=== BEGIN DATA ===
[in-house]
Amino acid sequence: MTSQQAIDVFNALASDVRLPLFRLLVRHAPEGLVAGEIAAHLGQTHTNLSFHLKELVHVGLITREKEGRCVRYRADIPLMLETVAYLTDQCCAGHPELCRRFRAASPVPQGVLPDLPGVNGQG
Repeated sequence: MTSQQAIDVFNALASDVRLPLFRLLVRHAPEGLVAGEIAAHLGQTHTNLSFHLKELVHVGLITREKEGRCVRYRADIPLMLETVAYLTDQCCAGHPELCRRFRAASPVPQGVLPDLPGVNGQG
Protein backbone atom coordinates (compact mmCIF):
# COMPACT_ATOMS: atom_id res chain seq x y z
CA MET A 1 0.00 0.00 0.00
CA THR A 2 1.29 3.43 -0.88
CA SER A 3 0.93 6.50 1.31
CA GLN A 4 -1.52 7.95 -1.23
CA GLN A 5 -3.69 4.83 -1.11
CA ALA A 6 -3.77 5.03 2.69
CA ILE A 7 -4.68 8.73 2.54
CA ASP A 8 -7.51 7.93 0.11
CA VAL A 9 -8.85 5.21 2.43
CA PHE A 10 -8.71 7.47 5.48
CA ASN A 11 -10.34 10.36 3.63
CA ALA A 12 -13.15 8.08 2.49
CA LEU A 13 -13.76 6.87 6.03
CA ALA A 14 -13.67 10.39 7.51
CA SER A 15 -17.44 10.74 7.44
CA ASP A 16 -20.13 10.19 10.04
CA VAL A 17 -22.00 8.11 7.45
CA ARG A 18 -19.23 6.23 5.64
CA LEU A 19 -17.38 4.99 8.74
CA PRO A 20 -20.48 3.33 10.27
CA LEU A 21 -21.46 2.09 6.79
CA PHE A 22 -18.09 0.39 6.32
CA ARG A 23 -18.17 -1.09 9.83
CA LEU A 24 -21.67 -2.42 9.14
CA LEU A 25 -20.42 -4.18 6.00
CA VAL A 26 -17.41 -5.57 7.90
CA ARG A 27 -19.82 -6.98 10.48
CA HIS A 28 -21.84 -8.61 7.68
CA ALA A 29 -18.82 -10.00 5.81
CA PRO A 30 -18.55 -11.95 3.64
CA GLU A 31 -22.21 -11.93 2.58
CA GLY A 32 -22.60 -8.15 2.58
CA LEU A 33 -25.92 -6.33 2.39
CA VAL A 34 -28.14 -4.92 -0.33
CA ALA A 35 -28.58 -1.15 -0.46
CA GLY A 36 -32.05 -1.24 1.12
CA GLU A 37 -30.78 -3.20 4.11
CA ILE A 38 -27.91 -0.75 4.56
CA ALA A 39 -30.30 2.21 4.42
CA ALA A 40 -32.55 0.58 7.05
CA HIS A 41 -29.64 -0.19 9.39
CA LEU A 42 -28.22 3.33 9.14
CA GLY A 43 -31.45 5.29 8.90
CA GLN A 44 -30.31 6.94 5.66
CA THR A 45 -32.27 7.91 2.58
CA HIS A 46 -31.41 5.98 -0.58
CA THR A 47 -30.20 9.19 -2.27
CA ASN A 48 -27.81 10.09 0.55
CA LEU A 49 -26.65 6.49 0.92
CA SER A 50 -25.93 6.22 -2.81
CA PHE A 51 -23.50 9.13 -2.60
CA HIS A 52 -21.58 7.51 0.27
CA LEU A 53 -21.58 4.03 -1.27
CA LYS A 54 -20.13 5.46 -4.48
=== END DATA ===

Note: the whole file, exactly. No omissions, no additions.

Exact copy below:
[in-house]
Amino acid sequence: MTSQQAIDVFNALASDVRLPLFRLLVRHAPEGLVAGEIAAHLGQTHTNLSFHLKELVHVGLITREKEGRCVRYRADIPLMLETVAYLTDQCCAGHPELCRRFRAASPVPQGVLPDLPGVNGQG
Repeated sequence: MTSQQAIDVFNALASDVRLPLFRLLVRHAPEGLVAGEIAAHLGQTHTNLSFHLKELVHVGLITREKEGRCVRYRADIPLMLETVAYLTDQCCAGHPELCRRFRAASPVPQGVLPDLPGVNGQG
Protein backbone atom coordinates (compact mmCIF):
# COMPACT_ATOMS: atom_id res chain seq x y z
CA MET A 1 0.00 0.00 0.00
CA THR A 2 1.29 3.43 -0.88
CA SER A 3 0.93 6.50 1.31
CA GLN A 4 -1.52 7.95 -1.23
CA GLN A 5 -3.69 4.83 -1.11
CA ALA A 6 -3.77 5.03 2.69
CA ILE A 7 -4.68 8.73 2.54
CA ASP A 8 -7.51 7.93 0.11
CA VAL A 9 -8.85 5.21 2.43
CA PHE A 10 -8.71 7.47 5.48
CA ASN A 11 -10.34 10.36 3.63
CA ALA A 12 -13.15 8.08 2.49
CA LEU A 13 -13.76 6.87 6.03
CA ALA A 14 -13.67 10.39 7.51
CA SER A 15 -17.44 10.74 7.44
CA ASP A 16 -20.13 10.19 10.04
CA VAL A 17 -22.00 8.11 7.45
CA ARG A 18 -19.23 6.23 5.64
CA LEU A 19 -17.38 4.99 8.74
CA PRO A 20 -20.48 3.33 10.27
CA LEU A 21 -21.46 2.09 6.79
CA PHE A 22 -18.09 0.39 6.32
CA ARG A 23 -18.17 -1.09 9.83
CA LEU A 24 -21.67 -2.42 9.14
CA LEU A 25 -20.42 -4.18 6.00
CA VAL A 26 -17.41 -5.57 7.90
CA ARG A 27 -19.82 -6.98 10.48
CA HIS A 28 -21.84 -8.61 7.68
CA ALA A 29 -18.82 -10.00 5.81
CA PRO A 30 -18.55 -11.95 3.64
CA GLU A 31 -22.21 -11.93 2.58
CA GLY A 32 -22.60 -8.15 2.58
CA LEU A 33 -25.92 -6.33 2.39
CA VAL A 34 -28.14 -4.92 -0.33
CA ALA A 35 -28.58 -1.15 -0.46
CA GLY A 36 -32.05 -1.24 1.12
CA GLU A 37 -30.78 -3.20 4.11
CA ILE A 38 -27.91 -0.75 4.56
CA ALA A 39 -30.30 2.21 4.42
CA ALA A 40 -32.55 0.58 7.05
CA HIS A 41 -29.64 -0.19 9.39
CA LEU A 42 -28.22 3.33 9.14
CA GLY A 43 -31.45 5.29 8.90
CA GLN A 44 -30.31 6.94 5.66
CA THR A 45 -32.27 7.91 2.58
CA HIS A 46 -31.41 5.98 -0.58
CA THR A 47 -30.20 9.19 -2.27
CA ASN A 48 -27.81 10.09 0.55
CA LEU A 49 -26.65 6.49 0.92
CA SER A 50 -25.93 6.22 -2.81
CA PHE A 51 -23.50 9.13 -2.60
CA HIS A 52 -21.58 7.51 0.27
CA LEU A 53 -21.58 4.03 -1.27
CA LYS A 54 -20.13 5.46 -4.48